They’ll call you one without cause or provocation. When you do stand up for yourself, you’ll be accused of talking back and being uppity.
It’s a word fraught with judgement and scorn. It’s used to denigrate and diminish. It’s an insult, a curse, contemptuous, malicious.
While we might claim it, own it or reappropriate the word. It will never fully reflect who we are.
And still this word includes qualities that are enviable.
Defending What is Just
Of course we try to avoid being unpleasant or coarse. And in trying to be so good, nice, acceptable we often diminish our power. We limit our choices. We play small. Maybe even get stepped on.
Many of us are not in intimate relationship with our inner bitch.
And when we deny a part of ourselves– yes, she is a normal, even necessary part of you– she tends to come out in subversive, passive- aggressive and even embarrassing ways. Resentment, depression, fits of rage.
Many of us have been conditioned to be nice and good girls at all costs.
Including the cost of being inauthentic, unhappy, unfulfilled, miserable, secretly tormented. There is no way to be nice all of the time and still be emotionally healthy. In short we screw ourselves when we deny the bitch.
I worked with a client, a woman of color, who was processing heavy shame about her inner bitch. Part of her struggle certainly had to do with the ways our culture denigrates and demonizes Black women. Both historically and currently there are clearly reasons for all women, and women of color in particular, to be enraged, impassioned and incensed about the injustices and brutality inflicted on our communities.
Because she denied this healthy, normal part of her character, this client’s inner bitch would emerge at awkward times. She was particularly concerned about her professional relationships. She did not want her (justifiable) anger to damage her image or reputation. To get to the root of her rage I asked, What’s being stepped on? We began to uncover how she was not being honored.
Her contribution was not affirmed and her voice not valued This nice, well behaved woman had absolutely no say. No recourse. She seethed with resentment and frustration.
On the other hand, another hidden part of her, Smart-Ass-Bitch, had A LOT to say. Once we got in touch with the voice that was being silenced we let that side of her explain what was really going down. Why she felt the urge to come out her face to let them know what time it was. The solution became clear. We sought ways to give voice to and integrate this part of her.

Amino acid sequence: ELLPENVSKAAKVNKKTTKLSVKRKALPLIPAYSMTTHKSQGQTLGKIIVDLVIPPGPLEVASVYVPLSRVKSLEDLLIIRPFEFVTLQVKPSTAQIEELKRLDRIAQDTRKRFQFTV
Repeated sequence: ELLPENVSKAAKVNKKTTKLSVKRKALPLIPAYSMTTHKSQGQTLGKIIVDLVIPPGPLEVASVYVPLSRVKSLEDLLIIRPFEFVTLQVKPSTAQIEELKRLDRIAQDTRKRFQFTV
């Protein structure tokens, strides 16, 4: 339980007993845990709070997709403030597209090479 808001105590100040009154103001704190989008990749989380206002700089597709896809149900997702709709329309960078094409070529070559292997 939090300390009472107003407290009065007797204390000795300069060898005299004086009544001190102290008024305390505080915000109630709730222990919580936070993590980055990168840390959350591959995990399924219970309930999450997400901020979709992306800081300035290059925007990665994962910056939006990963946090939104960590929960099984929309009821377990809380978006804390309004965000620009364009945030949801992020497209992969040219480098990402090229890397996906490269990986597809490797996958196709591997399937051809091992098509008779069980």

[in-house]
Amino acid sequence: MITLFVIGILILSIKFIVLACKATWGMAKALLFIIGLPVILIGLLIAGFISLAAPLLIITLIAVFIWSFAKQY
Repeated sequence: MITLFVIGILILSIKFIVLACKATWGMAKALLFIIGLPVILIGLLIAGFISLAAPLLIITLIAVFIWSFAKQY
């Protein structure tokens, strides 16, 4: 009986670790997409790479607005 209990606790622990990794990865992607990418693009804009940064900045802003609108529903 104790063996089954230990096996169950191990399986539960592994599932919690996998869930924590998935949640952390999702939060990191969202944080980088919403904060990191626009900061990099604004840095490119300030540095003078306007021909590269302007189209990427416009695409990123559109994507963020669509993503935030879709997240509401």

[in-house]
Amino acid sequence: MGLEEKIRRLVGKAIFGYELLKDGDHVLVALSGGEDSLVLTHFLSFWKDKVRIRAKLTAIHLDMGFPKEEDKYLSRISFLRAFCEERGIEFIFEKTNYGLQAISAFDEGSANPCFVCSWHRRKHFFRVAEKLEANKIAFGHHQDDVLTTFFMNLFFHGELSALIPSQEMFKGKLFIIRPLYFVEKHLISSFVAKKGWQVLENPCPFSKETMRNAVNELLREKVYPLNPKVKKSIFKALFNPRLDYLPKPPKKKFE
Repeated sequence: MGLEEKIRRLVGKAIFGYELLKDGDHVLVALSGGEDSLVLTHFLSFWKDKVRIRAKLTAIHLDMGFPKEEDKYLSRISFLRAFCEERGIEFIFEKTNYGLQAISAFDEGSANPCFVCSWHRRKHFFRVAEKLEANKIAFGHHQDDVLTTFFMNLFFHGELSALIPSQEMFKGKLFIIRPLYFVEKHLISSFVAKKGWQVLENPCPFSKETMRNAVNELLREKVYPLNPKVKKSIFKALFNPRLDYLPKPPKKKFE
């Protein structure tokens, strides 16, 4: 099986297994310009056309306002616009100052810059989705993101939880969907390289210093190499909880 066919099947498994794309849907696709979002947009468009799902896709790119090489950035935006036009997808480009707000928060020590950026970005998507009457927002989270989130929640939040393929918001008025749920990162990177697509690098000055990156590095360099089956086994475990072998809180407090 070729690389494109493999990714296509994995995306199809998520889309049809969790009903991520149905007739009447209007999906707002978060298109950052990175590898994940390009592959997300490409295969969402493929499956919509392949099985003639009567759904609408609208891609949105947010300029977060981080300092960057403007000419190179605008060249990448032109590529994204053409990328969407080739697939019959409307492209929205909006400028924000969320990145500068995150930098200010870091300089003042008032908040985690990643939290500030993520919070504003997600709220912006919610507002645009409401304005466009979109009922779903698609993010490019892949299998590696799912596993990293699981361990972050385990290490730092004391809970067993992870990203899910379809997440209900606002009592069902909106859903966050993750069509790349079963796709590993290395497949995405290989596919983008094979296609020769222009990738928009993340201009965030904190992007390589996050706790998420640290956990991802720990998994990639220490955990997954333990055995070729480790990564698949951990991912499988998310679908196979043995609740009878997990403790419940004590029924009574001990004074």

Instead of trying to push her away, shame her for not being nice, or punish her for messing with your image, why not invite her for a little chat? Dear Inner Bitch, why are you showing yourself right now? How are you trying to serve me? What are you looking to protect or defend? What message are you communicating?
Yes, calling that part of ourselves a bitch is a negative judgment. And it reflects our unwillingness to be with difficulty, ugliness, and imperfection.
Befriend her, pick her brain, let her know she’s welcome. Don’t make her have to find tricky ways to get your attention. Honor her role in your life.
It’s awe inspiring to work with women who are willing to give voice to their bitch. And three things consistently show up:
- She is not nearly as scary, witchy, or evil as we imagine. When we acknowledge her as a normal, justifiable, and necessary part of ourselves we are more able to use skillful means to get our point across. We are more diplomatic, more clear, more gracious than we imagine we will be.
- Even if what she says might be judged as harsh, mean, not nice, blunt, selfish, pushy, she holds access to some deep wisdom. She is here to tell the truth and it might not matter that everyone doesn’t get it or like it.
- Perhaps most importantly, our inner bitch gives us access to more of our power. Inviting in gusto, zeal, verve. Aliveness.
Join me in practicing being more of a bitch over the next week. Risk telling the truth. Risk being seen as not so nice. Risk being yourself.